NTIA Broadband Adoption Toolkit Shares Best Practices Across U.S.

FOR IMMEDIATE RELEASE: 
May 02, 2013
News Media Contact: 
Juliana Gruenwald, (202) 482-2145, jgruenwald@ntia.doc.gov
 

The U.S. Commerce Department’s National Telecommunications and Information Administration (NTIA) today released its Broadband Adoption Toolkit, a document aimed at sharing best practices developed from broadband adoption and digital literacy projects funded by the Broadband Technology Opportunities Program (BTOP). Leveraging the experience of about 100 communities served by BTOP to benefit the entire nation, the Toolkit gives practical ideas and tools for overcoming barriers to getting more Americans online access.

Since its creation, BTOP funded $452 million in grants to cities, libraries, nonprofit organizations, colleges and other groups for projects to teach Americans the digital literacy skills they need to be competitive in the 21st century economy, and to promote the benefits of and provide access to high-speed Internet through public computer centers.

“We developed the toolkit in order to share the expert knowledge and experience of the broadband adoption and computer training projects with a broader base of anchor institutions, government agencies, non-profits and others engaged in this effort,” said Assistant Secretary for Communications and Information and NTIA Administrator Lawrence E. Strickling in a speech at the Schools, Health and Libraries Broadband Coalition’s spring conference. “Our projects reached only a small percentage of the nation’s households, but we want the lessons learned to be available to everyone. And we hope that as the grant program winds down, this toolkit will serve as a legacy and foundation for others to build on as they continue this vital digital inclusion effort.”

NTIA collected many of the best practices developed by BTOP grantees to create the Broadband Adoption Toolkit. This report gives guidance to communities and organizations across the country on how to structure the most effective broadband training programs, set up the most productive computing centers and teach people to use technology to improve their lives. The 68-page publication includes chapters on program planning, outreach, training and curriculum with many practical ideas and tools for bringing new groups online. NTIA utilized the contributions of nearly 40 programs in the toolkit.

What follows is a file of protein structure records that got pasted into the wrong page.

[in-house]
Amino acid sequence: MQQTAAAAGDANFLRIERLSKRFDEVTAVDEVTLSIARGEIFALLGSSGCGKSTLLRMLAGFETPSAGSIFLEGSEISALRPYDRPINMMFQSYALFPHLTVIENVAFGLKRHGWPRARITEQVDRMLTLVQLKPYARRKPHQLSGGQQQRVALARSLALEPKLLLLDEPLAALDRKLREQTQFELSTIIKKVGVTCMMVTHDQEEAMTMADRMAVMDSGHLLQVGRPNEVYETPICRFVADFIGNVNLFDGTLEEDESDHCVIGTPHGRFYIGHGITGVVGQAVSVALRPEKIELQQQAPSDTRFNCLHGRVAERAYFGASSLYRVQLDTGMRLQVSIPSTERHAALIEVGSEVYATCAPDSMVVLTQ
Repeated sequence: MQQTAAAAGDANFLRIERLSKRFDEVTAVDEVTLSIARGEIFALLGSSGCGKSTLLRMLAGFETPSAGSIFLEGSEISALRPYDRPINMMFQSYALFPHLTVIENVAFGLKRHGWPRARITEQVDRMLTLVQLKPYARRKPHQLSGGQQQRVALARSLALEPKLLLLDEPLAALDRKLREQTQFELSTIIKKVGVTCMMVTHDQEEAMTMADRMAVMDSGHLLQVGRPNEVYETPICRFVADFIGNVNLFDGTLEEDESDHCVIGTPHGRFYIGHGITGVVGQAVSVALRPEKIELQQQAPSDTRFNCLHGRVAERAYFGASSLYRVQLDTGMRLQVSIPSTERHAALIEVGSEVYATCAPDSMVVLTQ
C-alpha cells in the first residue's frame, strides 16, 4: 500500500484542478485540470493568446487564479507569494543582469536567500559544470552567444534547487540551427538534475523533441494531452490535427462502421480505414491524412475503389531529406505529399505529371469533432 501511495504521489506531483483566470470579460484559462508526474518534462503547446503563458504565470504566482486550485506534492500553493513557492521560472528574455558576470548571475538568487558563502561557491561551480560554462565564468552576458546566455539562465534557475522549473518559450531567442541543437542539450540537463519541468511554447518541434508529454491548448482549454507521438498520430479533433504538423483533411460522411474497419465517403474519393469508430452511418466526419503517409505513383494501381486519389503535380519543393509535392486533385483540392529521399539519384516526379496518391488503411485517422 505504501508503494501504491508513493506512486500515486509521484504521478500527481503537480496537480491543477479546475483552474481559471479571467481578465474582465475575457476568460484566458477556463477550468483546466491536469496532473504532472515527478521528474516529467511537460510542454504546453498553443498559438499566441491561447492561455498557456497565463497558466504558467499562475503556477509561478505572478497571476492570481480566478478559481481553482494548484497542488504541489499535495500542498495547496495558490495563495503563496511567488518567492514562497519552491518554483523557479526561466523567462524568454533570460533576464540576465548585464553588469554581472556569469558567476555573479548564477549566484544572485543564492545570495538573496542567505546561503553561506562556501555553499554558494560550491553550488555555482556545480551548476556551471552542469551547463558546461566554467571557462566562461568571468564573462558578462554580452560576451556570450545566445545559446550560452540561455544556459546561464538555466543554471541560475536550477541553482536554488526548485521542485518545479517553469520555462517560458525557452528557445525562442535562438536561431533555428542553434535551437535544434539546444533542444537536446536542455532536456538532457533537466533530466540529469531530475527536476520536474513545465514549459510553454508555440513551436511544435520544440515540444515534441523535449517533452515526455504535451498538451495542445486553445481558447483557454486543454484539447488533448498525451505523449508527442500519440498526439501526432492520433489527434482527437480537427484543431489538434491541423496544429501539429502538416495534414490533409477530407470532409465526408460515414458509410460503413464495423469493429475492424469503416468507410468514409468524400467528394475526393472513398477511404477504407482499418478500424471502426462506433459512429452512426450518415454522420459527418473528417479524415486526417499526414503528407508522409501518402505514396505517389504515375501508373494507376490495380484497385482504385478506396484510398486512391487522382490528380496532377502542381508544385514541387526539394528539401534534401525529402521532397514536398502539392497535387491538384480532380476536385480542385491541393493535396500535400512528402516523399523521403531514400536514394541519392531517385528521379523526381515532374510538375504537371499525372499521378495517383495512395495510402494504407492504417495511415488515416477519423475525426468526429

Key messages and guidance in the toolkit include the following:

  • Make digital literacy programs relevant by teaching skills that can change people’s daily lives, such as how to apply and search for a job online.
  • Partner with established community organizations that people know and trust to help engage hard-to-reach populations.
  • Provide convenient times and locations for broadband training and computer use to ensure easy access.
  • Address the cost of broadband adoption by providing access to discounted computer equipment and/or affordable broadband service.

The toolkit also provides specific examples from BTOP recipients describing the strategies and practices that worked best for their broadband adoption programs. For example, the City of Boston worked with a local organization, Technology Goes Home, to teach participants how using the Internet can save them money, for instance, by cutting out the cost of cashing checks through online banking.

BTOP has provided funding for 44 Sustainable Broadband Adoption projects and 66 Public Computer Center projects. Through these BTOP investments, more than 500,000 broadband subscribers have been added, more than 41,000 new workstations have been installed and 12.3 million hours of training have been provided to 4.2 million participants. Visit the Connecting America’s Communities map that illustrates where our BTOP projects are located across the country.

According to NTIA research, almost one-third of Americans do not have broadband at home. Some of the key reasons why people do not use broadband include a lack of access and availability of broadband; the high-cost of broadband service in some areas; and a belief that they do not need broadband service. Whether they lack the skills or the income to become Internet users, these citizens are isolated from the digital mainstream.

The Recovery Act appropriated $4.7 billion for NTIA to establish BTOP to increase broadband access and adoption; provide broadband training and support to schools, libraries, healthcare providers and other organizations; improve broadband access to public safety agencies; and stimulate demand for broadband.

A complete listing of projects funded under BTOP, along with extensive reporting data, can be found at www2.ntia.doc.gov.

Link to Toolkit: http://www2.ntia.doc.gov/files/toolkit_042913.pdf (23MB)

###